Fence Edition: Should I Replace or Restore It?


If the condition of your fence is poor, it needs to be repaired or replaced. Your fence frames your property, and you wouldn’t want to frame a beautiful image in a damaged picture frame. But occasionally, something isn’t worth repairing. Depending on the type of fence and the degree of damage, replacing your fence—or at least a section of it—might be less expensive than major repairs.

Choosing the Repair Expert for Fence Replacement or Repair

With DIY fence kits, most homeowners can perform simple repairs. You should work with a fence contractor for anything else. Exterior home remodeling contractors can help you replace or repair your fence. Generally speaking, your fence contractor needs to be insured against general liability and hold a general contractor’s license.

How to Know When to Repair Your Fence


Acute damage and chronic damage are the two categories of fence damage. The stuff that ends there is known as acute damage. For instance, the panels get damaged when a tree branch falls on your fence. An ongoing source of damage is referred to as chronic damage. For instance, decaying wood or termites.

A fence with minor acute damage can usually be repaired, though some repairs might only be a short-term solution. Repairing chronic damage is more difficult if the underlying cause is not addressed.

Typical Fence Problems and Fixes

There are several common problems associated with different fence materials. At some point, even the most expensive fence will require maintenance. This is what to anticipate.

Minor repairs such as refinishing mild rust and corrosion or swapping out broken gate hinges can be done by hand. Rails that are only slightly bent may even be hammered back into position. If the concrete leaning post is not damaged, you can also DIY fix a sagging gate or reset leaning posts in concrete.

How to Know If Your Fence Needs to Be Replaced

Anything more than minor damage usually indicates that the fence needs to be replaced. It’s only sometimes necessary to replace the entire fence, though. You can replace a post, picket, or panel. Remember that color matching is challenging. Painting your fence might be necessary to hide the replacement section.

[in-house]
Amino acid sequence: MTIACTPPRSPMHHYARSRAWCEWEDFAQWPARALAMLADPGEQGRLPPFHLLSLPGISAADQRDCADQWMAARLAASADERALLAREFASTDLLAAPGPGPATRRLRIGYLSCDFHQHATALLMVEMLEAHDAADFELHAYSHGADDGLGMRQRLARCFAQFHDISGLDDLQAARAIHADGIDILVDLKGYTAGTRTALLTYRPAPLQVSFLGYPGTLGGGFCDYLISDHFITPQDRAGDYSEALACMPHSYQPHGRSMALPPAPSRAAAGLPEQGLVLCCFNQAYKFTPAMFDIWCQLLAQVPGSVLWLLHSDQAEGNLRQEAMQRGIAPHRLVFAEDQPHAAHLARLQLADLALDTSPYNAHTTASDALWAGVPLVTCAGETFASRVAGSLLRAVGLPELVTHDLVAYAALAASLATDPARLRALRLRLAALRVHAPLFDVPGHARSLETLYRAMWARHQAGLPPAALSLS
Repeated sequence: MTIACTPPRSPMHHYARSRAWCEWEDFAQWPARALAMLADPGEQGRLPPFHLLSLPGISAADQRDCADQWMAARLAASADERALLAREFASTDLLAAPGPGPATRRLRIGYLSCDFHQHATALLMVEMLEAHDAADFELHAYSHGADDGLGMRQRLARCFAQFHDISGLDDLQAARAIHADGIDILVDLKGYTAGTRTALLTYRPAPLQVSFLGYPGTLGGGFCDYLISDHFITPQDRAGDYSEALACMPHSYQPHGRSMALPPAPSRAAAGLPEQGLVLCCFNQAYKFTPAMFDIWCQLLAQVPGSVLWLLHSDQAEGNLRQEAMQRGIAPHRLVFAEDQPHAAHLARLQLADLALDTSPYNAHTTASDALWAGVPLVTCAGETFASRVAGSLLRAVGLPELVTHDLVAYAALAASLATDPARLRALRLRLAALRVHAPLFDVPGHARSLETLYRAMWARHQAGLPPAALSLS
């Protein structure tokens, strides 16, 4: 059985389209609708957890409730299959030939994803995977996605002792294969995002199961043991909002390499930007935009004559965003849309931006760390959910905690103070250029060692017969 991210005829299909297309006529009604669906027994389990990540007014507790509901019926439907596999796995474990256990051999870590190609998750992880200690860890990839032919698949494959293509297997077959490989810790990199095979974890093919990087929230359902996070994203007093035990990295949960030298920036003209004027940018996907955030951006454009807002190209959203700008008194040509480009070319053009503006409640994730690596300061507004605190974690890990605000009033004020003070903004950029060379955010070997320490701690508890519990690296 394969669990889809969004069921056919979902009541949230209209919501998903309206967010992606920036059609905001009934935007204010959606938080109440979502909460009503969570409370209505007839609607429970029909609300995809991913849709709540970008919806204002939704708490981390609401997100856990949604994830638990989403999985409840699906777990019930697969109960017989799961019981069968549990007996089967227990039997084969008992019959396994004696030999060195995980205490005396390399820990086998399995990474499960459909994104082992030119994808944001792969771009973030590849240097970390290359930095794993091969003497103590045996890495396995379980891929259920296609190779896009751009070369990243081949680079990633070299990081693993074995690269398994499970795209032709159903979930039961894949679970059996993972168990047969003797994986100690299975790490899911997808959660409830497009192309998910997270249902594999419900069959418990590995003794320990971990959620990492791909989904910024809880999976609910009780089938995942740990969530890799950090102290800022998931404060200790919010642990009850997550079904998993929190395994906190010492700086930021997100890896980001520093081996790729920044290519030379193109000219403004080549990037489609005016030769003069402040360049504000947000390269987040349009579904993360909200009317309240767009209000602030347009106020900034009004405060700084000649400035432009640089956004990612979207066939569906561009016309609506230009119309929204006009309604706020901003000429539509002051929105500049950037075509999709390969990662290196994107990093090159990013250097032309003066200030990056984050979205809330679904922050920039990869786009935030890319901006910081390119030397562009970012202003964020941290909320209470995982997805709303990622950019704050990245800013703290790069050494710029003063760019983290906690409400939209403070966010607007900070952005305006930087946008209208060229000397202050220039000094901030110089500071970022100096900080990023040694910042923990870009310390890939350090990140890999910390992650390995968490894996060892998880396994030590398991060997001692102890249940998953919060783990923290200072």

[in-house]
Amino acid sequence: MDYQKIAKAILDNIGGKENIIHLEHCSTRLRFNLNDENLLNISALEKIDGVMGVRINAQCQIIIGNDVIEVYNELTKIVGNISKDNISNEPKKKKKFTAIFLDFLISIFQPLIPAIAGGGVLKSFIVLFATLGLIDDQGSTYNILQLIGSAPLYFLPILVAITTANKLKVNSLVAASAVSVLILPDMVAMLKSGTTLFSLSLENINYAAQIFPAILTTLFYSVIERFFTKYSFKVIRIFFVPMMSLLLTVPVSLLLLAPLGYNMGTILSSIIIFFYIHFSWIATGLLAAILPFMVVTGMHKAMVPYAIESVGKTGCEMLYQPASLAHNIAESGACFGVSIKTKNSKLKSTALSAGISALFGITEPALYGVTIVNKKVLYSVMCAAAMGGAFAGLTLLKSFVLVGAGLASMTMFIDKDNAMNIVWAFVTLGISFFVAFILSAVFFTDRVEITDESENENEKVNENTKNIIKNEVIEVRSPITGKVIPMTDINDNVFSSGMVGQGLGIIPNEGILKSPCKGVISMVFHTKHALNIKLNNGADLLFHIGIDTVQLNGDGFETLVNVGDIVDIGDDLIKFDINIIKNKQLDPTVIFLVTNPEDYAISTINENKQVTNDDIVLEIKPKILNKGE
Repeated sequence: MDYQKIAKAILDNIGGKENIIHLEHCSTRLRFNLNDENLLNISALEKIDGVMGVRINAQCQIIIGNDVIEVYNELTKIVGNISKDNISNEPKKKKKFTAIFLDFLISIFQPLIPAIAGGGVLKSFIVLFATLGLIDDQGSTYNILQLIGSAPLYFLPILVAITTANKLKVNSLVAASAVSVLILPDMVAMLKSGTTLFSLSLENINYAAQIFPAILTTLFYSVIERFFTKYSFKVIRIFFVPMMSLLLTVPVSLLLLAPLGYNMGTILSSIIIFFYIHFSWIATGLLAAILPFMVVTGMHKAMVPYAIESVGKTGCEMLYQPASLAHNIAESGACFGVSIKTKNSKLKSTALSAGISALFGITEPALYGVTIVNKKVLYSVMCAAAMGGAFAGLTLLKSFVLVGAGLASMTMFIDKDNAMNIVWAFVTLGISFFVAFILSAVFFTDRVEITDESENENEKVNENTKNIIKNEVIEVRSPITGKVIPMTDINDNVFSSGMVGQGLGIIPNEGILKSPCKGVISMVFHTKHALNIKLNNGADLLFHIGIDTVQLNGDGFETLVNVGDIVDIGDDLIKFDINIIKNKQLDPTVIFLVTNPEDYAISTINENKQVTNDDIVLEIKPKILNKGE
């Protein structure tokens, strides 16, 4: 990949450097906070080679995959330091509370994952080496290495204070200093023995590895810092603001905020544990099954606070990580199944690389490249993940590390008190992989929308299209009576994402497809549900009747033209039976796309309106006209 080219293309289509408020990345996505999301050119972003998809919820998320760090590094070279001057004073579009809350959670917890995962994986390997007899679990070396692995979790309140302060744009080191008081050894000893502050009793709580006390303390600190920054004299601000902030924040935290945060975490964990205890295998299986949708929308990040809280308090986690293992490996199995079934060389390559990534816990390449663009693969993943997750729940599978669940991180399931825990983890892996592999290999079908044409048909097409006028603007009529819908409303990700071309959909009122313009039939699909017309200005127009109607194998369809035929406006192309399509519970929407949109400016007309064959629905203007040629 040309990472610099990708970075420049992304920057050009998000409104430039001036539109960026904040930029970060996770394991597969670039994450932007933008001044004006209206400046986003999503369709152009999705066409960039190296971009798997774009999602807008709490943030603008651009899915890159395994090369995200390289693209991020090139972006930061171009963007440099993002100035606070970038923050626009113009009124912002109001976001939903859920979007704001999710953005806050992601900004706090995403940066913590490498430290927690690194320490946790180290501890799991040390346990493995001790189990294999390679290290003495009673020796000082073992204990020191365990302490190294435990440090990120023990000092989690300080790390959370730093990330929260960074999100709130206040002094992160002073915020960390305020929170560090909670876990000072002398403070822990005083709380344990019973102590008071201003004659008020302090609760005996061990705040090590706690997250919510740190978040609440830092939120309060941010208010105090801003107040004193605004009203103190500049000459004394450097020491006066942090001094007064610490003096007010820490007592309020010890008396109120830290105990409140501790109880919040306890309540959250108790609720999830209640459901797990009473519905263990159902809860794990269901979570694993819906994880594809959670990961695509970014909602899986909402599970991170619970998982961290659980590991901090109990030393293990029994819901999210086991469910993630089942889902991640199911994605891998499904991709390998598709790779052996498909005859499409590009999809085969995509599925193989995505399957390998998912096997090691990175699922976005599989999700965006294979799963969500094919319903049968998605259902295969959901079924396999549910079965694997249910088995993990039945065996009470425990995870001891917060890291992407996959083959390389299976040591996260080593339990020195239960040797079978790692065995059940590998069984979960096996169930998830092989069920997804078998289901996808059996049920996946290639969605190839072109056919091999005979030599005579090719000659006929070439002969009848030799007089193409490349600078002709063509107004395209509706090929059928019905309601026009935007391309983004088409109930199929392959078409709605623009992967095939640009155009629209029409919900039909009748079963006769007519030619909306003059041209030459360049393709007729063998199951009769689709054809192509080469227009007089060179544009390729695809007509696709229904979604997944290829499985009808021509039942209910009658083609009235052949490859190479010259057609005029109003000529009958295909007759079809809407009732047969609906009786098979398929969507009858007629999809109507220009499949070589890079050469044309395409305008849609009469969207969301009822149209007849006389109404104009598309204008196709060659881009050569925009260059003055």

These are seven reasons to replace all or a portion of your fence


1. There is rot in your fence

To stop the rot from spreading to the rest of the panel, you can occasionally cut off a small section of it, but doing so will leave a hole in your fence. It is best to replace the rotten portion of a post or panel before it spreads further if more than 30% of it is rotten.

2. The Leaning Fence

This kind of structural issue usually indicates that the fence posts were not installed correctly or were damaged. You might want to have the entire fence replaced if there are multiple sagging posts. You can install new fence posts in their place and remove the old ones if there are just a few. Although braces are included in fence post repair kits to strengthen damaged posts, this is only a stopgap measure.

3. Damaged or missing fence boards

Your fence is made up of posts. You can replace a few broken or missing fence boards, or “pickets,” without having to replace your entire fence as long as your posts are sturdy. However, consider a complete replacement if there are problems with your posts and boards.